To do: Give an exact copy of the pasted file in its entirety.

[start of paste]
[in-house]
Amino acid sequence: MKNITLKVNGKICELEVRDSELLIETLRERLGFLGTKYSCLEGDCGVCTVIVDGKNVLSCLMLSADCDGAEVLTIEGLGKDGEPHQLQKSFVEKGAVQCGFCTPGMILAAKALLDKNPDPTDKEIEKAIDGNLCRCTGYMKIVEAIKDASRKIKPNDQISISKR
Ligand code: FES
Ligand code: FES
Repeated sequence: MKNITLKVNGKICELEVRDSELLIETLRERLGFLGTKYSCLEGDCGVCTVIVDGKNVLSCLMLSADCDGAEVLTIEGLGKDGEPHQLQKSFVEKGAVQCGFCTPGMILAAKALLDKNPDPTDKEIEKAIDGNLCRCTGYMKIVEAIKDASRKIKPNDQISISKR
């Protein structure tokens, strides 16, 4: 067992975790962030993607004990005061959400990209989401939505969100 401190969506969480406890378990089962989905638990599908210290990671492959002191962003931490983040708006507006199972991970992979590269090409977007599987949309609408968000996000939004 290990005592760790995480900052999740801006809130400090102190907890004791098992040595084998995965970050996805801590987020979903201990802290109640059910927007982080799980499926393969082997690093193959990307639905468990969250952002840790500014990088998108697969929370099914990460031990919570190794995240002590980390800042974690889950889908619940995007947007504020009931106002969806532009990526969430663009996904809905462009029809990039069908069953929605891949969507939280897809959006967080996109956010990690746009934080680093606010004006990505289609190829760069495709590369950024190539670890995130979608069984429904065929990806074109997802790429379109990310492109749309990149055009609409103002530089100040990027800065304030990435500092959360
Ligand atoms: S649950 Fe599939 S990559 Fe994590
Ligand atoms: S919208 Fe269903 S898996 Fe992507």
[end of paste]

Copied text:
[in-house]
Amino acid sequence: MKNITLKVNGKICELEVRDSELLIETLRERLGFLGTKYSCLEGDCGVCTVIVDGKNVLSCLMLSADCDGAEVLTIEGLGKDGEPHQLQKSFVEKGAVQCGFCTPGMILAAKALLDKNPDPTDKEIEKAIDGNLCRCTGYMKIVEAIKDASRKIKPNDQISISKR
Ligand code: FES
Ligand code: FES
Repeated sequence: MKNITLKVNGKICELEVRDSELLIETLRERLGFLGTKYSCLEGDCGVCTVIVDGKNVLSCLMLSADCDGAEVLTIEGLGKDGEPHQLQKSFVEKGAVQCGFCTPGMILAAKALLDKNPDPTDKEIEKAIDGNLCRCTGYMKIVEAIKDASRKIKPNDQISISKR
């Protein structure tokens, strides 16, 4: 067992975790962030993607004990005061959400990209989401939505969100 401190969506969480406890378990089962989905638990599908210290990671492959002191962003931490983040708006507006199972991970992979590269090409977007599987949309609408968000996000939004 290990005592760790995480900052999740801006809130400090102190907890004791098992040595084998995965970050996805801590987020979903201990802290109640059910927007982080799980499926393969082997690093193959990307639905468990969250952002840790500014990088998108697969929370099914990460031990919570190794995240002590980390800042974690889950889908619940995007947007504020009931106002969806532009990526969430663009996904809905462009029809990039069908069953929605891949969507939280897809959006967080996109956010990690746009934080680093606010004006990505289609190829760069495709590369950024190539670890995130979608069984429904065929990806074109997802790429379109990310492109749309990149055009609409103002530089100040990027800065304030990435500092959360
Ligand atoms: S649950 Fe599939 S990559 Fe994590
Ligand atoms: S919208 Fe269903 S898996 Fe992507």